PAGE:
But it also allows him to see things that his younger self had missed. When he notices a bruise on Kayo’s leg, and then reads a composition she wrote about wanting to be alone on an island, he realizes that even before she was killed, bad things were happening to her. So his attempts to save her life also end up being attempts to get her out of an abusive home.
By the way, the name of Kayo’s composition, “Boku Dake ga Inai Machi,” is the Japanese title of the anime and the manga it’s based on. The translations I’ve seen of this title go something like this, “The Town Where I Am Missing.”
Finding new mistakes to make
I’ll try to avoid too much that might be spoiler material, but what comes next might fit that category for some people, so be warned.
Satoru’s first attempt to change the past failed, and he got booted back to the present into the middle of the same predicament he had left. He does discovers that he had been able to make a few small changes, but nothing significant. Then, when he gets another chance, he is able to keep some things from happening, but makes other mistakes that are costly to him.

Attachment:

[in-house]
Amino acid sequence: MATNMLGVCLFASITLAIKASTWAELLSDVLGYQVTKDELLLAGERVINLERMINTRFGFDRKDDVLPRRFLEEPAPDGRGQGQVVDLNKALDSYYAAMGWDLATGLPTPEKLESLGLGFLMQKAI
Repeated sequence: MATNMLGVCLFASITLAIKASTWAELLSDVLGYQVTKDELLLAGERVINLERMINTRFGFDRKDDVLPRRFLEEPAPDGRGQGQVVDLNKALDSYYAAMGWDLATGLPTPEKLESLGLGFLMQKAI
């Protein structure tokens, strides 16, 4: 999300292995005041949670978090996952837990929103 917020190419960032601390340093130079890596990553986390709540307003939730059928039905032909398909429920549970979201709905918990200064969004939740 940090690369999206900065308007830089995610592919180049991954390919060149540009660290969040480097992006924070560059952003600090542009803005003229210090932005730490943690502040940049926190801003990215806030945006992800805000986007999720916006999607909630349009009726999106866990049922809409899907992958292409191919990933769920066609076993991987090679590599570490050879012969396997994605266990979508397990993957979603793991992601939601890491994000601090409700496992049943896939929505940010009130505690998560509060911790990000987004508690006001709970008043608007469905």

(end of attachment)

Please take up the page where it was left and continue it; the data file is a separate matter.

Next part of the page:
I’d guess I’m not the only person who’s ever wanted to jump back in time a few minutes or a few hours and redo something. I’ve thought it would be helpful, though, really, I’d likely just be trading one set of mistakes for another. I’d probably spend most of my re-dos exploring new and creative ways to really and monumentally mess things up.
Mother and child
One thing that’s evident early in that story is that the relationship between Satoru and his mother is strained. The reasons seem to range from his own lack of success to some things that happened during the kidnapping spree when he was a child.
One of the things I liked during the series was seeing his view of his mother change. Returning to the past after seeing her dead reminds him of many of the good things they’d had that he’d forgotten about. It’s good to see them on good terms. And I’ll not spoil the last part of the story, except that it shows her love for her son in a particularly strong way.